We should be careful though about tossing around the term “McMansion”. In his 2012 book, Coming apart: the state of white America 1960-2010, Charles Murray uses the term to describe suburban houses in the US in the 15,000 – 20,000 sq ft range i.e. 1,400 – 1,900 sq m. That’s three to four times larger than the biggest home – the 450 sq m faux Frank Lloyd Wright Chicago – currently offered to Australian buyers by Metricon (see Are houses so big they’re unseemly?).
Dr Murray adds another explanation for US “McMansions”; those in the top 10% are much wealthier today relative to the average household than their counterparts were in the 1960s and are only too willing to flaunt it. He recommends viewing an episode of Mad Men to see the sort of house – remarkably modest by today’s standards – that “the creative director of a major New York advertising agency might well have lived in”. There’s a resonance here with Australia’s uber-wealthy, although I suspect our version of ostentation is more likely to be located in Toorak, Bellevue Hill or Byron Bay than in an outer suburb.
These various reasons might help explain why houses have gotten bigger over the decades, but is the change a good thing?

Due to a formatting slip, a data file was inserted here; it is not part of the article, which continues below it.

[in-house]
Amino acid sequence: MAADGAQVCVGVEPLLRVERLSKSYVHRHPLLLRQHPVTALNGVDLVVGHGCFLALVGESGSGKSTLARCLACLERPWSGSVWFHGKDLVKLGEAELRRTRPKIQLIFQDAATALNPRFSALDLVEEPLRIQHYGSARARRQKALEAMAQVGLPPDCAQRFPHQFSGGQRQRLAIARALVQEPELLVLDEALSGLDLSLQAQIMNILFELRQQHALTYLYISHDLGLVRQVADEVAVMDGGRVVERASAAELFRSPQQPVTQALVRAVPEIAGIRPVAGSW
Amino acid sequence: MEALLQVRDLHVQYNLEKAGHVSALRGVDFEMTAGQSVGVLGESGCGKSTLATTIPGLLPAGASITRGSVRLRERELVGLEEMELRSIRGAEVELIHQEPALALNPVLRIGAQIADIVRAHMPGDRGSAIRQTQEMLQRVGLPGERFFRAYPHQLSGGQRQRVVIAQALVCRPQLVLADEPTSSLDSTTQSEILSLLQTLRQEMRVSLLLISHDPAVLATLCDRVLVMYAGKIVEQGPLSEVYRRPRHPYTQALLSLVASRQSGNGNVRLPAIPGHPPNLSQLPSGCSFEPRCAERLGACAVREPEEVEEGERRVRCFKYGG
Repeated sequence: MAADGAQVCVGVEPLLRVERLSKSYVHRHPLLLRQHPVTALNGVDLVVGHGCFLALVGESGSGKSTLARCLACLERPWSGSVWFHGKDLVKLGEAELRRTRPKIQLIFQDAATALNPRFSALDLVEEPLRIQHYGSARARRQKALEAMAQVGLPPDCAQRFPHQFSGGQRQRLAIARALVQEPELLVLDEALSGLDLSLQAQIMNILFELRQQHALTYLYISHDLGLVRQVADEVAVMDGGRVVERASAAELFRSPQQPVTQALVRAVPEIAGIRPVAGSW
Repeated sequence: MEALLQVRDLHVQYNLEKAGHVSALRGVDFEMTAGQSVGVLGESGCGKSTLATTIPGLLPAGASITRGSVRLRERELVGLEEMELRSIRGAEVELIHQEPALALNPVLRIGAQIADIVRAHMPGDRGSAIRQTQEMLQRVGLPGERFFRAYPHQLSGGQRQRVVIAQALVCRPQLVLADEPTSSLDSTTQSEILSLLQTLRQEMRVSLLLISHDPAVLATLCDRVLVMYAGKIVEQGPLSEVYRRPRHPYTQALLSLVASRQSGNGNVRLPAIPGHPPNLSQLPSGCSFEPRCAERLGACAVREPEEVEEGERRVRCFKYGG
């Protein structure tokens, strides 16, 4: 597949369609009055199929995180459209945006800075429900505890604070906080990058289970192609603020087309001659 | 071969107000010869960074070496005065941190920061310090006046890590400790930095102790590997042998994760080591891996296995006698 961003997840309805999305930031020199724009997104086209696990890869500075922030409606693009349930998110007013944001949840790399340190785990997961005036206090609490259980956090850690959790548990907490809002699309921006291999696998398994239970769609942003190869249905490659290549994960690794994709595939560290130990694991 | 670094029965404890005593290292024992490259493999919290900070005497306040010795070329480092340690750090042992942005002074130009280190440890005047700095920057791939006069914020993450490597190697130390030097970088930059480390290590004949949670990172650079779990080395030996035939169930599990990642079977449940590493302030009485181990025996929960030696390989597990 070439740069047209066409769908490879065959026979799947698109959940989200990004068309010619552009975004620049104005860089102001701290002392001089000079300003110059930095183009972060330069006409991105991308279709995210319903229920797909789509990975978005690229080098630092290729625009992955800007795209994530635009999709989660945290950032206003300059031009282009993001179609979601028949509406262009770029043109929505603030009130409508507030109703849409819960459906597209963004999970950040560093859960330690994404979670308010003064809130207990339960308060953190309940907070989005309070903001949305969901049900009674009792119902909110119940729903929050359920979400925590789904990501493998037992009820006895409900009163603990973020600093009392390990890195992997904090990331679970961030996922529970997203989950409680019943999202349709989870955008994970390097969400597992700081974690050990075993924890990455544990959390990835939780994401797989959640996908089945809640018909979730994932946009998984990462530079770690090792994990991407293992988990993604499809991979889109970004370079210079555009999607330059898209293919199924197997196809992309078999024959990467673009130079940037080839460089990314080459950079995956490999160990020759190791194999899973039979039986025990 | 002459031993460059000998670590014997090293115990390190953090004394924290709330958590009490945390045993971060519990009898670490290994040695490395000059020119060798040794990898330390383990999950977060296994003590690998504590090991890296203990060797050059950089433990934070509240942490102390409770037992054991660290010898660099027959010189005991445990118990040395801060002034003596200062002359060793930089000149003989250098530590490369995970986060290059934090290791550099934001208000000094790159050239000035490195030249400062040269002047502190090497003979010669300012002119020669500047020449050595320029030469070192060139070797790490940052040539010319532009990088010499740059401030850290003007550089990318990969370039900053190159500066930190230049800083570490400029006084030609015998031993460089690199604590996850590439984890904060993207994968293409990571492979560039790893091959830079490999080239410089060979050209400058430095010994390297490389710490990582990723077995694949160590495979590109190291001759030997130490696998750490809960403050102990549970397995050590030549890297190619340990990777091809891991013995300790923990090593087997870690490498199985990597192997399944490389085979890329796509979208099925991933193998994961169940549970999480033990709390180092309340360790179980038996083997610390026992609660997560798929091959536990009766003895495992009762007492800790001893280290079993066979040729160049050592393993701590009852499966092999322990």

Mr Ross isn’t alone in dissing the desire of outer suburban households for more built space; that’s standard practice. But very few Australians don’t opt for more space when they can get it. Provided the location is right, they will pay a big premium for a detached house over a multi-unit dwelling. Larger apartments, terraces and town houses command a higher price than small ones no matter where they’re located. It’s virtually impossible to find an inner-city terrace that hasn’t been extended; and it’s getting harder to find a detached houses in the inner suburbs that’s never been extended in some way. Account for the difference in average household size between inner and outer households and it’s not clear the difference in per-capita space consumption is as large as is usually assumed.